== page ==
I have now returned from my latest trip to Zimbabwe, and I wanted to update you on how the trip went, and most importantly, how our kids are getting on!
It would be really nice if young people worked hard always and gave no trouble! That was one of my thoughts during the past few weeks in Zimbabwe, but life is not as simple as that. So we began with problems: I had only just arrived at one centre when we heard that one of our boys had been taken off to the police station accused of a crime. We rushed down there and found him already released along with some friends. It turned out not to be as serious as feared and with some persuasion the school cooperated in helping us sort out his life.
Then the O level results came out and two of our young people failed almost every subject. It was not entirely surprising to us but devastating for them. They are good youngsters and did the best they could in difficult times. They have learned a lot despite their failures and we will now try and find them something else to do.
Both these lads we almost despaired of in primary school; they seemed to have no interest in anything but playing football. But slowly they have woken up. They did well enough (just!) to go on to secondary school. Both have troubled backgrounds but they have reached an age when they can begin to talk about them.
When I got Walter to talk with Lucky to find out why he so often looked so miserable he said “Because I’m hungry.” This is going to be a hungry year with a catastrophic failure of crops. We can feed our own youngsters. We are going to try and feed a lot more. We also need to work harder on supporting the boys in their studies with books, teaching and encouragement. Walter and his brother Addreck are going to help us with that in return for the help we give them.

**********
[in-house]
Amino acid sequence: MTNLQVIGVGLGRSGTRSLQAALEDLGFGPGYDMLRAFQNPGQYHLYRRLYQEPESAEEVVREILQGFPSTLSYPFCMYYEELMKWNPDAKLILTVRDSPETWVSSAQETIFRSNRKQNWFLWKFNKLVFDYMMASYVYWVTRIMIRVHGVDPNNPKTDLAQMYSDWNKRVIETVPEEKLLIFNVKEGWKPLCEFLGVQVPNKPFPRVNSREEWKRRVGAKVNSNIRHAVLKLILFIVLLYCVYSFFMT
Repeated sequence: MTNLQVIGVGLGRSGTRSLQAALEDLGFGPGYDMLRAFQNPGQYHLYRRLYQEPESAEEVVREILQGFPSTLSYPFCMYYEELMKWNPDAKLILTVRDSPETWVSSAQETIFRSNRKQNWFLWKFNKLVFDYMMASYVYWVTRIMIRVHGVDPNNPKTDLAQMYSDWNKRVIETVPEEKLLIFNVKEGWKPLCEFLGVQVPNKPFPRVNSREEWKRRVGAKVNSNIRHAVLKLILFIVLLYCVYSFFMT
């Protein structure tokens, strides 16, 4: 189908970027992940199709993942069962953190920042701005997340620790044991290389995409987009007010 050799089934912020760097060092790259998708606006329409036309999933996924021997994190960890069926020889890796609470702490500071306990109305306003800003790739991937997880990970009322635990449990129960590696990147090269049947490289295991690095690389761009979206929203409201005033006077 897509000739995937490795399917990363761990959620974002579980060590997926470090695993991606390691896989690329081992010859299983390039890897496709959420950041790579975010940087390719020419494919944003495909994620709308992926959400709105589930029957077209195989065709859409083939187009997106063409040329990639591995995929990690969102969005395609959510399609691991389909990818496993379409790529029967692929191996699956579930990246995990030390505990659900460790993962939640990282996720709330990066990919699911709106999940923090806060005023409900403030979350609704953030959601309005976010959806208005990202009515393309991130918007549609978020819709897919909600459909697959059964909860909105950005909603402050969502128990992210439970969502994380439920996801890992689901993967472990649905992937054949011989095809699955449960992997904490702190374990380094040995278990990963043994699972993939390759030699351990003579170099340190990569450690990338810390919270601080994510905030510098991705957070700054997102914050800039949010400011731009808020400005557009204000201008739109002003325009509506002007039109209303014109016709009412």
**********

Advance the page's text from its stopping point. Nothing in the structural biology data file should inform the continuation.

Some of our visits were sheer delight: Rejoice, Munashe and Tinotenda have got into St Matthias Tsonzo, an Anglican school in the Eastern districts and are thrilled to be there. Boarding school takes them away from the chores and trials of home and they can concentrate on their studies and their sport.
Then Memory, from the desperately poor area of Shurugwi, did well enough to get into Daramombe School. She met us with such a big smile on her face I didn’t have to ask if she was happy.
Behind all this the troubles of the country rumble on. In our face was the worst drought the country has had since records were kept. Somehow they need to find more than a million tons of grain to feed the people. The economy goes on declining as ZANU-PF politicians concentrate their efforts on looting it while they can. Joyce Mujuru has founded a new party which may finally displace ZANU-PF when Mugabe dies, though probably not before. No one really knows what will happen next but we pray for good. And we hope that by the time these kids are ready to leave school there will be an exciting world for them to move into.
You can help them you know. Schooling is expensive, especially boarding schools which our hard working kids really deserve and need. It costs about £400 to keep one of them there for a term and we have 11 in boarding schools alone. Can you help us to support them?
Thank you for everything you do to support us. Life in Zimbabwe is hard, but the children we support have hope and faith that the future will be better, and thanks to you, theirs will be.
God’s blessings be upon you.
Father Nicolas Stebbing CR
P.S. With your help I was able to buy a new car to drive around, visit our projects and drop off supplies, so that is at least one problem solved!